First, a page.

Egypt's turmoil: A bold court ruling derails the move to democracy
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Egypt's Supreme Constitutional Court rocked the country Thursday by ruling that the 2011-12 parliamentary elections were unconstitutional and that former President Hosni Mubarak's last prime minister, Ahmed Shafiq, is eligible to run for president.
The former action damages the prospects of Egypt's Muslim Brotherhood, which had won the largest number of seats in the legislative elections, in the presidential election today and Sunday. Its candidate in the run-off, opposing Mr. Shafiq, a former general, is Mohammed Morsi. He could still win, but if so he will have to govern the country of 81 million without a parliament until new elections are held.
The court judges were all appointed by Mr. Mubarak. In terms of political audacity, their ruling made George W. Bush's judicial sleight-of-hand victory in 2000 look like a Sunday School raffle. The big winners are the Egyptian military, who clearly intend not to lose their grip on power regardless of the demand for democratization in the Arab Spring.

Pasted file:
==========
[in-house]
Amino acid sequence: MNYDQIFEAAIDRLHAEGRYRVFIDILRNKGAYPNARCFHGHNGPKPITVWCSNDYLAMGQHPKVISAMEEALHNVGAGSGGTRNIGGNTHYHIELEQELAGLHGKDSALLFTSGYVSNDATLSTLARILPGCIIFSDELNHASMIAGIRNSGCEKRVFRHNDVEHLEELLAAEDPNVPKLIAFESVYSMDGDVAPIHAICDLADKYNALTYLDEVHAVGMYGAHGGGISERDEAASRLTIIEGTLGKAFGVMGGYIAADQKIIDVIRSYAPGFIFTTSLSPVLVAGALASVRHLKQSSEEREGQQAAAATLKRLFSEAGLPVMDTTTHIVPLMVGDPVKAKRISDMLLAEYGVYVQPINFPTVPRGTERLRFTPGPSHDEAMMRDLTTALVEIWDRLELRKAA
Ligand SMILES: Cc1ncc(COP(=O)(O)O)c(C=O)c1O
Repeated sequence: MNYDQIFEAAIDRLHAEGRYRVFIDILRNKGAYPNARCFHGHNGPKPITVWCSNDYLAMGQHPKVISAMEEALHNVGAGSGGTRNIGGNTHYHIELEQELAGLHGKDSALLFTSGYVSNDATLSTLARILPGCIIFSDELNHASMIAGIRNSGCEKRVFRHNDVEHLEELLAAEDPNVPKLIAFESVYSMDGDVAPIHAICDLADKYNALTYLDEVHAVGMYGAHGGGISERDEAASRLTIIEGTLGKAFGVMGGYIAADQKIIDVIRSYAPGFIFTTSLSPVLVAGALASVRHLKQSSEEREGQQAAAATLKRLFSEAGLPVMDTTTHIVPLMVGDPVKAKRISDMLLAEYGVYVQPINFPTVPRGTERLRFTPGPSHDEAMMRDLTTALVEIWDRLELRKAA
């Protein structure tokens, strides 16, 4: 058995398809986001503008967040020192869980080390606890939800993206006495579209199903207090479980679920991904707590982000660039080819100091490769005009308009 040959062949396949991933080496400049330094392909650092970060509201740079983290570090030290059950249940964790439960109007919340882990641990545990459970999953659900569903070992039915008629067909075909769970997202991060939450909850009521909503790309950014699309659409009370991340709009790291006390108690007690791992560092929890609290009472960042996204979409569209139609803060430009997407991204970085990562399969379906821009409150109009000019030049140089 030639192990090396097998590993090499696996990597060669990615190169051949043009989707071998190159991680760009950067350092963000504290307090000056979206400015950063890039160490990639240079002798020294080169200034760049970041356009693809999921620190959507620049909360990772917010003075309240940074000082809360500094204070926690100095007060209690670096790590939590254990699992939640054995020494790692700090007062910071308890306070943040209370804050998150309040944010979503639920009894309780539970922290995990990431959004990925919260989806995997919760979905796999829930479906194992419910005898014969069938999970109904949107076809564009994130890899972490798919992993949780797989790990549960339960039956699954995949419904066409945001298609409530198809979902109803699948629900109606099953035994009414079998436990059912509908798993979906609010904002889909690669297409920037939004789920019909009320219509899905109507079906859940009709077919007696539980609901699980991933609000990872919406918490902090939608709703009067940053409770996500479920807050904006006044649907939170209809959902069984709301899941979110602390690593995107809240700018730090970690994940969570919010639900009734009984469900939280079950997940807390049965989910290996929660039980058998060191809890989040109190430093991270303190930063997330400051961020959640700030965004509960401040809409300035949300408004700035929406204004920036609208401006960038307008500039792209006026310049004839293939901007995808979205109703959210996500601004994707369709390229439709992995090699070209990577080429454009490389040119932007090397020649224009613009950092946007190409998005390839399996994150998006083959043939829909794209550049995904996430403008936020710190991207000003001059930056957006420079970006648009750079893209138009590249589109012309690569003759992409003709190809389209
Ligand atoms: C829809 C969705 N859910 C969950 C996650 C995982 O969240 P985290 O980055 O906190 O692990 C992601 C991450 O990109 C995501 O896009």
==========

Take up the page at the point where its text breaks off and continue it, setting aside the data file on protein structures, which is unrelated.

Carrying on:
The military, led by Field Marshal Mohamed Hussein Tantawi, seized power, ostensibly to avoid chaos, in the wake of the popular, Tahrir Square-based overthrow of Mr. Mubarak last year. The military then postponed the writing of a new constitution, which was supposed to precede elections. Nevertheless, legislative elections and the first round of the presidential contest took place. Now the court has dissolved the new parliament and military leaders are left in power, as they have been since 1952, with no constitution or parliament.
Although the United States professes to support democratization, it nonetheless continues to provide $1.3 billion in annual aid to the Egyptian armed forces. At one point in March there was consideration in Washington of withholding the aid until an elected civilian government was in place in Cairo. That idea was scrapped when the military government said it would be unable to pay U.S. arms manufacturers Lockheed Martin and General Dynamics unless the aid continued to flow.
Now Egyptians and the United States face the real prospect of the whole drive toward democracy being scrapped. That would be shameful as well as dangerous.
First Published June 16, 2012 12:00 am